Dr. Maria Kranendonk
Dr. Maria Kranendonk is junior expert demografische en economische data-analyse bij de provincie Noord-Holland. Toen ze deze bijdrage schreef was zij postdoctorale onderzoeker aan de Universiteit van Amsterdam.
Artikel

Access_open Sociale cohesie in gentrificerende arbeiderswijken van Amsterdam-Noord

Tijdschrift Beleid en Maatschappij, Aflevering 3 2019
Trefwoorden Gentrification, Bridging capital, Bonding capital, Amsterdam North, Public familiarity
Auteurs Dr. Linda van de Kamp en Dr. Saskia Welschen
SamenvattingAuteursinformatie

    We analyze how ‘original’ residents in different gentrifying working class areas in Amsterdam North experience and evaluate the changes in their neighborhood in terms of social cohesion – in other words, whether they feel at home in their changing neighborhood and whether they feel connected to other residents. Policy interventions often focus on establishing connections between residents with different socioeconomic or cultural backgrounds, in order to stimulate mutual understanding. An underlying policy aim is to uplift vulnerable original residents through contact with higher income groups. Based on our empirical data, we critically assess the concept of ‘bridging capital’ (Putnam, 2000) that underpins several of the social activities that are organized in areas such as the ones in our study. Subsequently, we discuss the importance of ‘bonding capital’ or the sense of interconnectedness and strong ties amongst original residents. Our empirical data – based on both interviews and participatory observation – suggest that activities within the ‘own’ community contribute importantly to feelings of belonging in the neighborhood. In the final section of the article, we discuss how different types of local meeting places offer opportunities for ‘lighter’ forms of interactions without aiming directly at strong connections between differently positioned neighborhood residents.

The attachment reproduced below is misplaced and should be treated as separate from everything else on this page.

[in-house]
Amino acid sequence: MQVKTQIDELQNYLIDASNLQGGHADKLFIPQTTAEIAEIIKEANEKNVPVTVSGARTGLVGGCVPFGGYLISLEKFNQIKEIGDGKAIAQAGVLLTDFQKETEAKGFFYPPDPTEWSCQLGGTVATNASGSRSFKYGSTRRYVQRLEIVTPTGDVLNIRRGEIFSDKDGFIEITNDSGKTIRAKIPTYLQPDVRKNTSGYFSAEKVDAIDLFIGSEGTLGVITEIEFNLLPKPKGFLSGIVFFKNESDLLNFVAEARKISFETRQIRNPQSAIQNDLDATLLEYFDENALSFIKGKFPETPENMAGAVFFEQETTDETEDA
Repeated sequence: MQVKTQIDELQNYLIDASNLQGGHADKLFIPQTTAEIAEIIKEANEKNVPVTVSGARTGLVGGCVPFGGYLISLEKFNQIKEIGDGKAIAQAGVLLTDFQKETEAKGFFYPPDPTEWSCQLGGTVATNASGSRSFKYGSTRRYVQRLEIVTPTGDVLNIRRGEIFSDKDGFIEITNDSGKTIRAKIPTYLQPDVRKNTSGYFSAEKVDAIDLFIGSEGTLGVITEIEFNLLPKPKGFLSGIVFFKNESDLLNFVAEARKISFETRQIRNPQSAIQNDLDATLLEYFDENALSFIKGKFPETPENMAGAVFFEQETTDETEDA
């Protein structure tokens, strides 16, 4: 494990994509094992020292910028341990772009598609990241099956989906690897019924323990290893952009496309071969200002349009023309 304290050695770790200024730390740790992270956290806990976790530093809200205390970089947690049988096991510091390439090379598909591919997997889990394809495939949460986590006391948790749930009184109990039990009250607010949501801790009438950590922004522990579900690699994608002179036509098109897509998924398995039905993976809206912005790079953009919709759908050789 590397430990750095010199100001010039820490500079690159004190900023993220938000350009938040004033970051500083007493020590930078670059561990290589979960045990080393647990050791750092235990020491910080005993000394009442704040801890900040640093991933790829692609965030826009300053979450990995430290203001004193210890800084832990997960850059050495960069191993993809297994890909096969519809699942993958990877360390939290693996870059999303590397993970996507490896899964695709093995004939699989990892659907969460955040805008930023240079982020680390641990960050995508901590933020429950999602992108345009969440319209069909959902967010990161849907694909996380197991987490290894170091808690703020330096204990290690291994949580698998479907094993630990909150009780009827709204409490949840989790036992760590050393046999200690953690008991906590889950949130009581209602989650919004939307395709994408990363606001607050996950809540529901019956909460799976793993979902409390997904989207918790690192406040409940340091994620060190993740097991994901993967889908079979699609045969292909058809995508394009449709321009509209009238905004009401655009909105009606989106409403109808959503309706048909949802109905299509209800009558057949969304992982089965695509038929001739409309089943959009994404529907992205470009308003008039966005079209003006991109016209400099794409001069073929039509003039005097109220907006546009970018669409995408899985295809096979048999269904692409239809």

Dr. Linda van de Kamp
Dr. Linda van de Kamp is werkzaam aan de afdeling Sociologie van de Universiteit van Amsterdam.

Dr. Saskia Welschen
Dr. Saskia Welschen is senior onderzoeker aan de Hogeschool van Amsterdam en zelfstandig onderzoeker.
Artikel

Access_open Sociaal werk in stadswijken waar problemen zich opstapelen

Tijdschrift Beleid en Maatschappij, Aflevering 3 2019
Trefwoorden Residualisering, Stedelijk sociaal werk, Concentratie van sociale problematiek, Link work, Geuzenveld
Auteurs Dr. Saskia Welschen en Dr. Lex Veldboer
SamenvattingAuteursinformatie